Can Soil pH Affect Flower Color?

Table of Contents (click to expand)

Hydrangea blooms are like nature’s litmus paper. They change their color in the presence of acidic or alkaline soil, as well as in the presence of aluminum ions. Gardeners use this knowledge to change the color of their hydrangea blooms based on personal or market preferences.

Hydrangeas normally come with red or blue blooms, but can also be found in all the shades in between. The large and showy spherical blooms have a unique property—they can read and react to the soil pH.

There are other species of hydrangea, but the color-changing trait is unique to Hydrangea macrophylla.

Gardeners and landscapers use this knowledge to add chemicals, and even some homemade recipes, to the soil in order to change the color based on their preference.

Hydrangeas can be red or blue, depending on soil pH and the presence of aluminum ions (Credits: Alya_Ro/Shutterstock)

Hydrangea macrophylla (family Hydrangeaceae) is a flowering shrub native to Japan. These plants are extensively used for landscaping and in home gardens. Although hydrangeas are known for their large colorful blooms, these are not the real flowers. They are actually colorful modified leaves called sepals, whereas the true flowers are small and inconspicuous.

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What Causes This Color Change?

Hydrangea flowers act like litmus paper, which turns red in the presence of acids and blue in the presence of bases. Similarly, the sepals of hydrangeas also change color depending on the pH of the soil.

When the pH is acidic (pH < 7), the flowers turn blue, whereas when the pH is alkaline (pH > 7), the flowers turn red.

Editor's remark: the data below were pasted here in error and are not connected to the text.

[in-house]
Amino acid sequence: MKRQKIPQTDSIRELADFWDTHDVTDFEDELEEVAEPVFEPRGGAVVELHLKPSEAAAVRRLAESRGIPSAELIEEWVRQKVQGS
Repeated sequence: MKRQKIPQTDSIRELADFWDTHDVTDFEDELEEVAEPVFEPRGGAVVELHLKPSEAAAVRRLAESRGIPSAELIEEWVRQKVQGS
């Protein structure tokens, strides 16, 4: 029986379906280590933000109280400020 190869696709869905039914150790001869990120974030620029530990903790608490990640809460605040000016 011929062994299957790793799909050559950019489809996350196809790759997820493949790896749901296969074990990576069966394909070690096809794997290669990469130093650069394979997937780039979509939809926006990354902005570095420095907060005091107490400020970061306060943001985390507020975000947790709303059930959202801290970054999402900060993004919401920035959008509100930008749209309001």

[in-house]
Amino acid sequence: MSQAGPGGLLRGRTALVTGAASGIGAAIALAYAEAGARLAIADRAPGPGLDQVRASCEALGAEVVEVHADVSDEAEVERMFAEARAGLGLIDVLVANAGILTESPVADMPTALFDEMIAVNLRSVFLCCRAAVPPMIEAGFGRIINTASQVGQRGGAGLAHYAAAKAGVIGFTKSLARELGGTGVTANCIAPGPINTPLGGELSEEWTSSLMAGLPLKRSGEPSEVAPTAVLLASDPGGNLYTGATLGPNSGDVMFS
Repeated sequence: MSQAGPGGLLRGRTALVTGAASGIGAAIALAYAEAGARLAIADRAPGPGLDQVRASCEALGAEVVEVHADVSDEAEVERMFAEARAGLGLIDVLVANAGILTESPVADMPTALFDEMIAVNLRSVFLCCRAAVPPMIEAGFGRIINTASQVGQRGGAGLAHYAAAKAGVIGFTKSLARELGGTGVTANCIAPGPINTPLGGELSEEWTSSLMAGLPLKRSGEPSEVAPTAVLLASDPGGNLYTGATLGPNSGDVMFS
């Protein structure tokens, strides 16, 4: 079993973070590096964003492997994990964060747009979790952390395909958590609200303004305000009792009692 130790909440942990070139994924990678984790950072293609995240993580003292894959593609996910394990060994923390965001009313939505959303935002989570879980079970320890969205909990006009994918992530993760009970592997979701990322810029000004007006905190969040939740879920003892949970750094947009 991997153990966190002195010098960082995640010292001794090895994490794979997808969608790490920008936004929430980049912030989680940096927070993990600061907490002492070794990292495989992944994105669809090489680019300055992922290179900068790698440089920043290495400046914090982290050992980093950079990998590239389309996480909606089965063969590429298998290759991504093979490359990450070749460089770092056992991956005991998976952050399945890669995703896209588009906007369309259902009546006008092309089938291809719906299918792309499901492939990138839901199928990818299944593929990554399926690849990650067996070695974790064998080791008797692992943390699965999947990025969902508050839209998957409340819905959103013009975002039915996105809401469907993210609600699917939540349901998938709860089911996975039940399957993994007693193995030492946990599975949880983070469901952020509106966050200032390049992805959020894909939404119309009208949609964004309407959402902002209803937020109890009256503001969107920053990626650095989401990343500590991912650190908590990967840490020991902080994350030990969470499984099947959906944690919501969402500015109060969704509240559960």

The key ingredient here is aluminum ions. The soil pH helps the aluminum ions move throughout the soil, and it is these ions that are responsible for the change in bloom color.

Even the same plant can have different color flowers if the roots are spread out across soil with varying pH.

Also Read: What Makes The Soil Acidic In Some Places And Alkaline In Others?

The Key Ingredient Here Is Aluminum Ions

Aluminum forms about 8% of the Earth’s crust and is a major component of inorganic soil particles. However, simply having aluminum in the soil is not enough. The soil must also be acidic enough for the plant to be able to absorb the aluminum ions.

The same plant can have different color flowers if the roots are spread out over soil with different pH (Credits: tawatchai07/Freepik)

Soil can be naturally acidic due to leaching of the top soil, along with rain water, the presence of decaying organic matter, or due to the nitrification of ammonium from excess fertilizer.

When aluminum ions are present in acidic soil, they can move around more freely. Notably, hydrangea roots also exude citric acid. The aluminum ions move toward the roots and form a complex with citrate ions that is then absorbed into the plant. This citrate-aluminum complex eventually reaches the sepals, where they react with the pigments and turn them blue.

Thus, in order for the flowers to be blue, we need to have aluminum ions in the soil and we need the soil to be acidic. The soil pH facilitates movement of the aluminum ions, but it is these ions that actually bring about the color change.

If the soil is not acidic, or if enough aluminum is not present, adding aluminum sulphate to the soil can turn the flowers blue because it adds aluminum ions and turns the soil acidic. However, excess aluminum ions can kill the plant.